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Author Topic: Lip Readers / Eye Readers  (Read 1969 times)
cigar joe
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« on: April 18, 2010, 11:13:05 AM »

Well I broke out "For A Few Dollars More" for one of my rare viewings this morning,  and as usual after waiting a long stretch between them the film attains a certain amount of freshness once again.

This time I studied the whole Mortimer@Tucumcari sequence, during that, I jotted down a couple of thoughts, one of them being a sort of revelation on a subject that poses itself occasionally more on the Imdb boards than here. That is subject of the dubbing. While watching the film, this time especially the close up dialog between Mortimer & the Tucumcari station ticket agent I determined that what I personally was paying attention to was the eyes and their expressions, more so than the lip synchronizations, perhaps this is some sort of tribal/cultural/instinctual hard wiring where in some cultures, races, or tribes the eye's are truer conveyors of veracity combined with speech, than the words stated alone.  When someone with a lip reading tendency confronts the dubbing in Italian Westerns they have a greater reaction (usually, a dislike to the point of making it unwatchable), while someone with an eye reading tendency see's lip movements as peripheral to the emotions and words displayed.  Something to ponder.

Another section of the Mortimer@Tucumcari sequence Mortimer/Calloway shootout. When Mortimer first shoots down Calloway's horse from the view point of the camera to Calloway is approximately 400 + feet. Mortimer slightly ahead and to left we can probably just call 400.

So if we reference this:



then if......

Quote
In US Army tests conducted from 1872 to 1876 the Colt Peacemaker had a mean absolute deviation at 50 yards of 3.11 inches compared to Smith & Wessons at 4.39 inches. At 25 yards the Colts pennetration was 4.1 inches compared to the S&W's 3.33 inches.

In 1898 it was officially stated that the mean absolute deviation of the Peacemaker was, at 50 yards- 5.3", at 100 yards- 8.3", at 150 yards- 12.3". at 200 yards 15.9" at 250 yards-  24.9" and at 300 yards 28.7".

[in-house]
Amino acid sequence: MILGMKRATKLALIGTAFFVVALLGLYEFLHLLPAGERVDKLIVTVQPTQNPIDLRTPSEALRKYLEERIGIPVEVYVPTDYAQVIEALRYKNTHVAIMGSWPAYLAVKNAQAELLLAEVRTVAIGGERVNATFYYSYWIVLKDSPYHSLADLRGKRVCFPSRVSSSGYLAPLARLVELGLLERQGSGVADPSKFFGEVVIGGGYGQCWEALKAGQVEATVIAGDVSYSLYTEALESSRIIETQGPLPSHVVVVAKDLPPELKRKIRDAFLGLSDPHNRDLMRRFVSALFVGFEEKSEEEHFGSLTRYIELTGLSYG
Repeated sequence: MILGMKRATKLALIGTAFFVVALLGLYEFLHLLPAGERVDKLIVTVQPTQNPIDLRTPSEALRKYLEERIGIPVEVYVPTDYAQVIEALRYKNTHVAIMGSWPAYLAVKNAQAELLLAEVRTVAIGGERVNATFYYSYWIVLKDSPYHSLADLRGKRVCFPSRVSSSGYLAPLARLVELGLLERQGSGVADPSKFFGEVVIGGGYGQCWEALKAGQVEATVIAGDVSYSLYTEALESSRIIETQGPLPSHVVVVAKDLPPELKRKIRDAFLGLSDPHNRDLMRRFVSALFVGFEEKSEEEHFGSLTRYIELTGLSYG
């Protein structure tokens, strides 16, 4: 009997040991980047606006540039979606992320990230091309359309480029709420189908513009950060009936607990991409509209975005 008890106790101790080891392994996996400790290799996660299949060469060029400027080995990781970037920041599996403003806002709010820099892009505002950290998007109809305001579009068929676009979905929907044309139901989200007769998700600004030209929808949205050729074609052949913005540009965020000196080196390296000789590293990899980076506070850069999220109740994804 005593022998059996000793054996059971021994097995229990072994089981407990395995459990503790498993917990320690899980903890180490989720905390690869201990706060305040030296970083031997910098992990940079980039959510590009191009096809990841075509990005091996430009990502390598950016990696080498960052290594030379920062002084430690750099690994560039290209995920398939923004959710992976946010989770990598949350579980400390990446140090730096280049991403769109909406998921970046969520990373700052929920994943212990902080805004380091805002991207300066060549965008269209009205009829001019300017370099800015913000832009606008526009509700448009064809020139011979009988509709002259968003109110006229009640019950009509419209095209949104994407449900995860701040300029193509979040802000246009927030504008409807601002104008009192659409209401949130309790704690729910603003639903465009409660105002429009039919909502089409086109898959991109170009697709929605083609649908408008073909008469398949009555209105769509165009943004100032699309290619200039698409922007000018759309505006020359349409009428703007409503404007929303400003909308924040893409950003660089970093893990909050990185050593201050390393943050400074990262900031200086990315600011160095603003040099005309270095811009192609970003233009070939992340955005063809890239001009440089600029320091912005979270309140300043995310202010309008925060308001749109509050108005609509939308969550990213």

....Calloway should have been aiming with his shorter barreled Colt high between 8.3 and 12.3 inches above a straight line aimed shot at Mortimer, that is why his shots hit the ground.

OK on to White Rocks, Eastwoods intro.

Observed: Eastwood doing every thing left handed from leaning his left arm on the sill of the batwing door to fighting Red, not because of a random Leone style, or because of the tag line "he does everything left handed because he shoots with the other" he doing it in deliberate Leone style to make everyone that it would matter to in the saloon think he is actually "left handed" and that is the the hand to watch when he goes for his gun.

Anyway more later.

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« Reply #1 on: April 20, 2010, 01:59:06 PM »

A fascinating post CJ, thank you

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cigar joe
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« Reply #2 on: April 21, 2010, 05:27:42 AM »

More thoughts that I jotted down the other day....

Style Definitions:

1. The way in which something is said, done, expressed, or performed: a style of speech and writing.
2. The combination of distinctive features of literary or artistic expression, execution, or performance characterizing a particular person, group, school, or era.
3. Sort; type: a style of furniture.
4. A quality of imagination and individuality expressed in one's actions and tastes: does things with style.

These first four are the ones to concentrate on.

STYLE, in FAFDM, it permeates the whole film. While watching the film the other day it struck me that almost all the characters posses some degree of STYLE. It must have been easy back in the 1960s'  for critics to just make a throw off statement that Leone's films possessed style and little else. But watching the films again after viewing countless American Westerns in the interim you come to the understanding of why they were so different and energizing to a tired genre.

Style is not just not just a look composed of dialog, clothing, mannerisms, in Leone's films STYLE = LIFE, it brings the all the characters more to life than countless run of the mill American Westerns that proceeded them.  Watching American Westerns its very hard to extract any style out of the characters, of course actors like Wayne, Scott, Peck, Ford, etc., etc., have their individual personalities which sort of passed for style, and directors such as John Ford had his personal touchstone's in films i.e., for example the square dance sequences, which assembled together are labeled his style, but for the most part the average run of the mill American Western didn't didn't posses much STYLE.  You can see that they are for the most part put together in a formulaic manner, and if you got all the building blocks in the right place you ended up with a Western.

About the closest thing I can think of to an American Western character having style is in some of the ridiculous looking bandannas that the lead characters wear around their necks over their, for the most part, spotlessly clean shirts, some are downright GAY looking, lol.

Real individuals/characters possess STYLE, that style makes them stand out from all the conformists, the 8-4:30, 9-5 people who do the same routines day in day out.
You are not really living unless you break out of the mold & acquire a STYLE.

Just my thoughts, and a reason why Leone's films even though existing in an imaginary, "once upon a time" , legendary West seemed more real to us Western lovers in the 1960's.

« Last Edit: April 21, 2010, 05:31:58 AM by cigar joe » Logged

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